- The Washington Times - Wednesday, May 18, 2005

In the current debate over judicial nominations, some commentators claim Republicans such as myself are misrepresenting history by suggesting the current filibuster tactics of the Democrats are unprecedented.

These commentators cite the 1968 nomination of Abe Fortas to be chief justice of the United States as an example of how Republicans once attempted to block a judicial nomination on the Senate floor. I welcome the opportunity to respond to this claim, because the more Americans learn about the history of judicial nominations, the more they will realize how terribly off-track our confirmation process has become.

In 1968, President Lyndon Johnson sought to elevate his longtime personal lawyer, then-Associate Supreme Court Justice Abe Fortas, to be chief justice. I would not be elected a senator for a few more months, but followed the news surrounding this nomination closely.

There were problems with the Fortas nomination from the beginning. Not only did he represent the most aggressive judicial activism of the Warren court, but it soon became apparent Justice Fortas had demonstrated lax ethical standards while serving as an associate justice.

For example, it emerged Fortas had taken more than $15,000 in outside income from sources with interests before the federal courts. This was more than 40 percent of his salary at the time, or about $80,000 in today’s dollars.

More fundamentally, Fortas never took off his political hat when he became a judge. While serving as a Supreme Court justice, Fortas continued serving as an informal political adviser to the president and even involved himself in Vietnam War policy. It later emerged Fortas had discussed pending cases with the president, an obvious violation of professional ethics.

In fact, less than a year after his nomination as chief justice was withdrawn by President Johnson, Justice Fortas was forced to resign from the Supreme Court due to ethical breaches.

The claim Fortas was not confirmed due to a “filibuster” is off-base. A filibuster, commonly understood, occurs when a minority of senators prevents a majority from voting up-or-down on a matter by use or threat of permanent debate.

That simply did not happen with Fortas, where the Senate debated the nomination’s merits quite vigorously. Senators exposed the ethical issues involved and the widespread belief the vacancy had been manufactured for political purposes. They sought to use debate to persuade other senators the nomination should be defeated.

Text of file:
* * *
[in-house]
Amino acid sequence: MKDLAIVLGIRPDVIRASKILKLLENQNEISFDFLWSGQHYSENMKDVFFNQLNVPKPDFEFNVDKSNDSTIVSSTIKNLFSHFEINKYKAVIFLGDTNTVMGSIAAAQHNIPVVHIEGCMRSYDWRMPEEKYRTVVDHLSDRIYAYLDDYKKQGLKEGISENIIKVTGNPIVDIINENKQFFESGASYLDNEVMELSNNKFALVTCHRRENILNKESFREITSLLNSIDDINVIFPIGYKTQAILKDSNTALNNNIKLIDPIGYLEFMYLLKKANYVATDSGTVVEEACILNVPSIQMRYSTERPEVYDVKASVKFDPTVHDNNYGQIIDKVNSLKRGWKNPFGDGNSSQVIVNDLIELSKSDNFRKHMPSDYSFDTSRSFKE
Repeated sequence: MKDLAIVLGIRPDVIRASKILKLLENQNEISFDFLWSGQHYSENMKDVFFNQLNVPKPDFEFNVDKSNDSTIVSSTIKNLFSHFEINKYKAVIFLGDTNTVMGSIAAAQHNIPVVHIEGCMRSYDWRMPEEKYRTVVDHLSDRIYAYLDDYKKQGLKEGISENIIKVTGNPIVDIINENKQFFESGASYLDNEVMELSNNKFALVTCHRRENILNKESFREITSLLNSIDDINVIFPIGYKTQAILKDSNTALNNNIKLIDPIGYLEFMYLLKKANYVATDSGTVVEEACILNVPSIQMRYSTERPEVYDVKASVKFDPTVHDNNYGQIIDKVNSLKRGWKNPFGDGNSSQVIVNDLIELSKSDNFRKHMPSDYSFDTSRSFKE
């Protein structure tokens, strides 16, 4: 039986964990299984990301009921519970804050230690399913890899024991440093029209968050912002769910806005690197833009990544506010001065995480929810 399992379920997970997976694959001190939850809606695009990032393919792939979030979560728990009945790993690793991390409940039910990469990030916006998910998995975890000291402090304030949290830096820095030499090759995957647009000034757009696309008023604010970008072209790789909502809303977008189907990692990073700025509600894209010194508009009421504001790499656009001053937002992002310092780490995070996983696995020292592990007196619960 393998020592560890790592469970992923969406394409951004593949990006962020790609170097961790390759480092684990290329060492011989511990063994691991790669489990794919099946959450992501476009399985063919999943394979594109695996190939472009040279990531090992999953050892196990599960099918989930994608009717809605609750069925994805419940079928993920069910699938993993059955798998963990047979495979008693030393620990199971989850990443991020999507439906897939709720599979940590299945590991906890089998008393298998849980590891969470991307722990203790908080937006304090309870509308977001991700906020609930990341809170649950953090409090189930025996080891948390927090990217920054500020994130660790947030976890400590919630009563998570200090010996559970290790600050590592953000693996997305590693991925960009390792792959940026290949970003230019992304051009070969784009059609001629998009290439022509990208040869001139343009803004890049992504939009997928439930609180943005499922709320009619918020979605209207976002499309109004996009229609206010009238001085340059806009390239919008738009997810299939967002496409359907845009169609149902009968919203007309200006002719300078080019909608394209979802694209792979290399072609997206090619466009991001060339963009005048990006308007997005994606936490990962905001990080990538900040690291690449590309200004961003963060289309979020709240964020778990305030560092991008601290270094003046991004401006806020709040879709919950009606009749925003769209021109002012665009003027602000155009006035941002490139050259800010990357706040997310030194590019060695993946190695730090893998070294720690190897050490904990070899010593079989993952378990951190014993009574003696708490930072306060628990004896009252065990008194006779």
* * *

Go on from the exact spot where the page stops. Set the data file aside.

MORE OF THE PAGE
After less than a week, the Senate leadership tried to shut down debate. At that time, two-thirds of the senators voting were needed to do so, yet only 45 senators supported the motion. Of the 43 senators who still wished to debate the nomination, 24 were Republicans and 19 were Democrats.

President Johnson saw the writing on the wall — that Fortas did not have 51 senators in support of his nomination — so he withdrew the nomination before debate could be completed.

The events of 37 years ago contrast markedly with those the Senate faces today:

(1) Fortas lacked majority support when President Johnson withdrew his nomination. Today, Senate Democrats block up-or-down votes on judicial nominees who are supported by a majority of senators.

(2) Justice Fortas was politically associated with President Johnson and eventually resigned from the Supreme Court under an ethical cloud. No such charges have been made against President Bush’s nominees.

(3) The Senate debated the Fortas nomination only for several days before Johnson withdrew the nomination, versus the four years some of President Bush’s nominees have been pending. It’s clear the Democrats today have no desire to persuade, and have even complained further debate is a “waste of time.”

(4) Fortas’ support and opposition were bipartisan, with Republicans and Democrats on both sides of the question. Today, the controversy is purely partisan — with only Democratic senators, led by their leader Harry Reid, opposing an up-or-down vote.

I recall two judicial nominations of President Clinton’s particularly troubling to me and my fellow Republican members when I was the Republican Leader in the Senate. Despite our objections, both received an up-or-down vote on the Senate floor. In fact, I voted to end debate on one of these nominees while voting against his confirmation. Republicans chose not to filibuster because it was considered inappropriate for nominations to the federal bench.

By creating a new 60-vote threshold for confirming judicial nominees, today’s Senate Democrats have abandoned more than 200 years of Senate tradition.

For the first time, judicial nominees with clear majority support are denied an up-or-down vote on the Senate floor through an unprecedented use of the filibuster. This is not a misrepresentation of history; it’s a fact.

Bob Dole, author of “One Soldier’s Story,” recently published by HarperCollins, is the former Senate Majority Leader from Kansas.

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